Since the Supreme Court’s decision in Wolf v. Walker, the ACLU has received many questions about marriage in Wisconsin. Below are some answers to frequently asked questions. Please note: These questions and answers provide general information only and are not intended as legal advice or guidance on specific situations that individuals or couples may face. If you have questions about your specific circumstances, you may wish to consult an attorney who practices in the relevant area of law (e.g., family law, adoption, employment law, trusts & estates law, etc.). If you believe you have been discriminated against because of your sexual orientation or because you are married to a person of the same sex, you may also contact the ACLU of Wisconsin at 414-272-4032 or through our website, www.ACLU-WI.org. This is not a guarantee of legal representation and you should take whatever steps are necessary to preserve your rights while we review your concerns.
We are married and planning to adopt a child. Will we both be able to adopt?
Yes. Wisconsin’s adoption law says that a “husband and wife jointly” may adopt. The Wolf decision makes clear that “husband and wife” must be interpreted to include married same-sex couples, so you may adopt the child jointly. We recommend contacting a Wisconsin attorney for advice on adoption.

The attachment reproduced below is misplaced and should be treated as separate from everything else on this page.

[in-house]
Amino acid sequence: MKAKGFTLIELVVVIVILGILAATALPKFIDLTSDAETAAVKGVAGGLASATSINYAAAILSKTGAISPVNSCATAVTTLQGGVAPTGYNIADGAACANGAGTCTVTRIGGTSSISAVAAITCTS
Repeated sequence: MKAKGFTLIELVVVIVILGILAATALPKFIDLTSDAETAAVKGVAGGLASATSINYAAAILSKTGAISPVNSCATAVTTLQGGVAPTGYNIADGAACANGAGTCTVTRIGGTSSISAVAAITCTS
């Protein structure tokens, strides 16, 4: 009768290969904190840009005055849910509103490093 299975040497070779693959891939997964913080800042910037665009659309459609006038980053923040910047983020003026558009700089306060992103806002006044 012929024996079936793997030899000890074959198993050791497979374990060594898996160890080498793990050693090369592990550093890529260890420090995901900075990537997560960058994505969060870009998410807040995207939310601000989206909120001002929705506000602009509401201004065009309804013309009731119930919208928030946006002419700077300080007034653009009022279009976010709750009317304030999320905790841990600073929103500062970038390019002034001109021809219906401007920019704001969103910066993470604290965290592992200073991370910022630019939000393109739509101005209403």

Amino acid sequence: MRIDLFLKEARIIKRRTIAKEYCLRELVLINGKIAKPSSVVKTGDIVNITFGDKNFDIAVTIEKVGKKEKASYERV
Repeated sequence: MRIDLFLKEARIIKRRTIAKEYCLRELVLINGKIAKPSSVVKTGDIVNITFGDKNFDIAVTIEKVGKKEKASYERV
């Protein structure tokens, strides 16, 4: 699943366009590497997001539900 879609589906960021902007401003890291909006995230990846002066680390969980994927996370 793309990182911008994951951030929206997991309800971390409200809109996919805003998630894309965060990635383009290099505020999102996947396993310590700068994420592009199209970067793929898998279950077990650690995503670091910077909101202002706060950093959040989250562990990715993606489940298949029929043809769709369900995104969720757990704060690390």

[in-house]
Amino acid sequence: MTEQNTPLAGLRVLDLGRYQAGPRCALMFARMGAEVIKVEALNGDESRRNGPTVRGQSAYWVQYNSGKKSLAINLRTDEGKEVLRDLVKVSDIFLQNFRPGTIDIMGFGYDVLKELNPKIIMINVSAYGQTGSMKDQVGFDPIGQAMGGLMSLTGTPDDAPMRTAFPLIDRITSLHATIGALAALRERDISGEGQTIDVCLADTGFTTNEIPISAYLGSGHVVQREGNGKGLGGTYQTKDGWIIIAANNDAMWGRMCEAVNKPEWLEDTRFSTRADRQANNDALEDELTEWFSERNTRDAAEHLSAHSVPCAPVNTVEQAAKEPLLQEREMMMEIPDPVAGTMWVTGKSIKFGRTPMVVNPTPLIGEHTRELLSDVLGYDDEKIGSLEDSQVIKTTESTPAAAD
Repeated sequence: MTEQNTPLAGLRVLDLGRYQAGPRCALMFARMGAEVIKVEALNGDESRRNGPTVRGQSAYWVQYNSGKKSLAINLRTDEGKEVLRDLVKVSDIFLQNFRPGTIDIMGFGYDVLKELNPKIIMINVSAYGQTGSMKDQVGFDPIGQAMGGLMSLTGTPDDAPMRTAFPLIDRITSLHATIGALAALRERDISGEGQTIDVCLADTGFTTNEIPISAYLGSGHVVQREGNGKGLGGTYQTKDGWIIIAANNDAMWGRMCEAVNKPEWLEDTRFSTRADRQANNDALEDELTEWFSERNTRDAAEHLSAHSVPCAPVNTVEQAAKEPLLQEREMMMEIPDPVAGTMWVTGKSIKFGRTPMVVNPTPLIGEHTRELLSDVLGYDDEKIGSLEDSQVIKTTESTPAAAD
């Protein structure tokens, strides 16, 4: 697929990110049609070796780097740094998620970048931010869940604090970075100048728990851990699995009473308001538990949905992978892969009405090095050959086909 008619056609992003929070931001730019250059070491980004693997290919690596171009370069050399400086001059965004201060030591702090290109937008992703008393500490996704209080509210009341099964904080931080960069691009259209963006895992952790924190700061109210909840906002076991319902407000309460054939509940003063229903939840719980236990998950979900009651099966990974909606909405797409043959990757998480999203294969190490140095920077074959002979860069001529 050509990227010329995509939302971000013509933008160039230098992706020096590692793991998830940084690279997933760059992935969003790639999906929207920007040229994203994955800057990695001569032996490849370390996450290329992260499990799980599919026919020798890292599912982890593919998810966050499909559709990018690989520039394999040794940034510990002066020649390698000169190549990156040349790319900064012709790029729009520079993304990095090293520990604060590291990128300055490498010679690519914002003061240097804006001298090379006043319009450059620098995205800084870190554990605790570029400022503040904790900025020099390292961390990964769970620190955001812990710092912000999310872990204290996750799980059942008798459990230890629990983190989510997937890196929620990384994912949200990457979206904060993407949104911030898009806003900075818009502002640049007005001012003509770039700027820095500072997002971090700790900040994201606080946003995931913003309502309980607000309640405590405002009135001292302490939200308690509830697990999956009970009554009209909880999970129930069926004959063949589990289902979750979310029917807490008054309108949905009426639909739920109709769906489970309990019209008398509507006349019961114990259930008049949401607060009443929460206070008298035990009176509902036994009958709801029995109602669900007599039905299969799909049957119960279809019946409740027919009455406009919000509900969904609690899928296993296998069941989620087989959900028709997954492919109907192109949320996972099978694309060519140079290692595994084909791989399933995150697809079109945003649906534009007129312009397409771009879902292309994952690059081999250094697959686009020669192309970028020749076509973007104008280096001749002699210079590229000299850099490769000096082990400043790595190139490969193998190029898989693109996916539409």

We are married but only one of us has biological or adoptive relationship with our child? May I adopt my spouse’s child?
Yes, “either the husband or wife” may adopt “if the other spouse is a parent” of the child. Again, the Wolf decision requires that the terms “husband” and “wife” be interpreted to include same-sex couples, so you may adopt your spouse’s child, if there is no other legal impediment to the adoption. We recommend contacting a Wisconsin attorney for advice on adoption.
We are married and one of us is pregnant. Will we both be automatically recognized as the child's parents upon his or her birth?
Wisconsin statutes create a presumption that a “man” is presumed to be the father of a child born to the child’s “mother” while the man and the mother are married. Because the Wolf decision requires the State to treat same-sex married couples the same as different-sex married couples, the female spouse of a woman giving birth to a child is presumed to be the parent of the child and that presumption should be reflected in official documents, such as birth certificates, which must list both spouses’ names as parents. However, to ensure that both your parental rights are protected and because there are certain circumstances in which the presumption could be challenged and some states and countries continue to deny recognition to marriages of same-sex couples, we strongly recommend that couples secure adoptions for the non-biological parent to protect both parents’ parental relationship. We recommend contacting a Wisconsin attorney for advice about the presumption of parentage and adoption.
 Wis. Stat. § 48.82
 Wis. Stat. § 48.82
 Wis. Stat. § 891.41. See also Wis. Stat. § 891.40 (establishing parentage based on written consent to wife’s insemination with donor sperm under the supervision of a doctor), and § 891.405 (creating presumption of parentage based on a written acknowledgment of parenthood on a state registrar form).